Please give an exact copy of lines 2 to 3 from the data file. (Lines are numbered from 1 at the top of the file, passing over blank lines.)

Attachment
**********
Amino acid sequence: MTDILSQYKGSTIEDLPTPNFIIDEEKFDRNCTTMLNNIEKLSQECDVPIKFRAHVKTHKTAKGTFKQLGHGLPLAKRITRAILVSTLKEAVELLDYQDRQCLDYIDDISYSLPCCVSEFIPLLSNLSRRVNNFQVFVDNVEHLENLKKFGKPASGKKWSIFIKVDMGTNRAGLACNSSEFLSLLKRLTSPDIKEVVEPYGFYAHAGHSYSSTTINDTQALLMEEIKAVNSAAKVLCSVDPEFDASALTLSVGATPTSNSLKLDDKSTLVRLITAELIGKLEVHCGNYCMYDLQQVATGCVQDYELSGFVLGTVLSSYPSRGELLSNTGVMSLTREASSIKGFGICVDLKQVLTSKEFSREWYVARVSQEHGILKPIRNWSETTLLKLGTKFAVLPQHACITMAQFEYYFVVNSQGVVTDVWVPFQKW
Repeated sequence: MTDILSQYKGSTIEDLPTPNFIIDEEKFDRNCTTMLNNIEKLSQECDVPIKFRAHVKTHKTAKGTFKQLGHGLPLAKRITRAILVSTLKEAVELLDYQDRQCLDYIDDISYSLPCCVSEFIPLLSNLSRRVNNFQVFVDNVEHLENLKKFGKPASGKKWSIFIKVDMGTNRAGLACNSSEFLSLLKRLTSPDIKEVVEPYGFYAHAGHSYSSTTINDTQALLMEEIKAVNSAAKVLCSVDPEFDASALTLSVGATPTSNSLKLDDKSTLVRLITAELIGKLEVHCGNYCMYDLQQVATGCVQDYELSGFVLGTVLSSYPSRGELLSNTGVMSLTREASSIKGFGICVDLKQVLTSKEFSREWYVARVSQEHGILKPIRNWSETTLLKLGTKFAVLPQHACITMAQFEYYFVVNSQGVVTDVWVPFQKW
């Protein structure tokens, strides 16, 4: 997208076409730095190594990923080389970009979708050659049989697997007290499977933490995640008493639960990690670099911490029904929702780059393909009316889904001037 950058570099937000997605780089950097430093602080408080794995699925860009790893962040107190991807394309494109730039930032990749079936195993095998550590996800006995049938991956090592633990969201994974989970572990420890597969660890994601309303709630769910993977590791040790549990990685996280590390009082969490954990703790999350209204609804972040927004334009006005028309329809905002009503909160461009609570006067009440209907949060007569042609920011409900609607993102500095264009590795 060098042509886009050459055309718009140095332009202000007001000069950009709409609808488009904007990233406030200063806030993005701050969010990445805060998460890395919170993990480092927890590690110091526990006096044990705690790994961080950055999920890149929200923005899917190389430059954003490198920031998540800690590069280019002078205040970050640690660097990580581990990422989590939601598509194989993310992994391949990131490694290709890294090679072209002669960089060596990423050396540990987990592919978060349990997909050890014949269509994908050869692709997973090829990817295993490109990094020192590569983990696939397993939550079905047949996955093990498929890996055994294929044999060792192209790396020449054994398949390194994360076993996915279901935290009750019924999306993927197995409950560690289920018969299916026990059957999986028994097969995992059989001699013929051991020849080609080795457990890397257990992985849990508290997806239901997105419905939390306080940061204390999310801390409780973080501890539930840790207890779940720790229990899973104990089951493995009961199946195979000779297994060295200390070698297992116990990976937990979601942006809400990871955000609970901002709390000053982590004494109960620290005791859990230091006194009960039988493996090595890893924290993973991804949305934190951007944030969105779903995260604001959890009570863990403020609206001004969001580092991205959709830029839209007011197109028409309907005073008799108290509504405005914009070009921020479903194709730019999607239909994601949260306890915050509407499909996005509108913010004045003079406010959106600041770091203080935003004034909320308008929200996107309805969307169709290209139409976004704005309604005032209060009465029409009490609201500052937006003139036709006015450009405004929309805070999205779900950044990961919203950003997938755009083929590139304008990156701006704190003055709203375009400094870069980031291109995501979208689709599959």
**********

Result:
Repeated sequence: MTDILSQYKGSTIEDLPTPNFIIDEEKFDRNCTTMLNNIEKLSQECDVPIKFRAHVKTHKTAKGTFKQLGHGLPLAKRITRAILVSTLKEAVELLDYQDRQCLDYIDDISYSLPCCVSEFIPLLSNLSRRVNNFQVFVDNVEHLENLKKFGKPASGKKWSIFIKVDMGTNRAGLACNSSEFLSLLKRLTSPDIKEVVEPYGFYAHAGHSYSSTTINDTQALLMEEIKAVNSAAKVLCSVDPEFDASALTLSVGATPTSNSLKLDDKSTLVRLITAELIGKLEVHCGNYCMYDLQQVATGCVQDYELSGFVLGTVLSSYPSRGELLSNTGVMSLTREASSIKGFGICVDLKQVLTSKEFSREWYVARVSQEHGILKPIRNWSETTLLKLGTKFAVLPQHACITMAQFEYYFVVNSQGVVTDVWVPFQKW
């Protein structure tokens, strides 16, 4: 997208076409730095190594990923080389970009979708050659049989697997007290499977933490995640008493639960990690670099911490029904929702780059393909009316889904001037 950058570099937000997605780089950097430093602080408080794995699925860009790893962040107190991807394309494109730039930032990749079936195993095998550590996800006995049938991956090592633990969201994974989970572990420890597969660890994601309303709630769910993977590791040790549990990685996280590390009082969490954990703790999350209204609804972040927004334009006005028309329809905002009503909160461009609570006067009440209907949060007569042609920011409900609607993102500095264009590795 060098042509886009050459055309718009140095332009202000007001000069950009709409609808488009904007990233406030200063806030993005701050969010990445805060998460890395919170993990480092927890590690110091526990006096044990705690790994961080950055999920890149929200923005899917190389430059954003490198920031998540800690590069280019002078205040970050640690660097990580581990990422989590939601598509194989993310992994391949990131490694290709890294090679072209002669960089060596990423050396540990987990592919978060349990997909050890014949269509994908050869692709997973090829990817295993490109990094020192590569983990696939397993939550079905047949996955093990498929890996055994294929044999060792192209790396020449054994398949390194994360076993996915279901935290009750019924999306993927197995409950560690289920018969299916026990059957999986028994097969995992059989001699013929051991020849080609080795457990890397257990992985849990508290997806239901997105419905939390306080940061204390999310801390409780973080501890539930840790207890779940720790229990899973104990089951493995009961199946195979000779297994060295200390070698297992116990990976937990979601942006809400990871955000609970901002709390000053982590004494109960620290005791859990230091006194009960039988493996090595890893924290993973991804949305934190951007944030969105779903995260604001959890009570863990403020609206001004969001580092991205959709830029839209007011197109028409309907005073008799108290509504405005914009070009921020479903194709730019999607239909994601949260306890915050509407499909996005509108913010004045003079406010959106600041770091203080935003004034909320308008929200996107309805969307169709290209139409976004704005309604005032209060009465029409009490609201500052937006003139036709006015450009405004929309805070999205779900950044990961919203950003997938755009083929590139304008990156701006704190003055709203375009400094870069980031291109995501979208689709599959």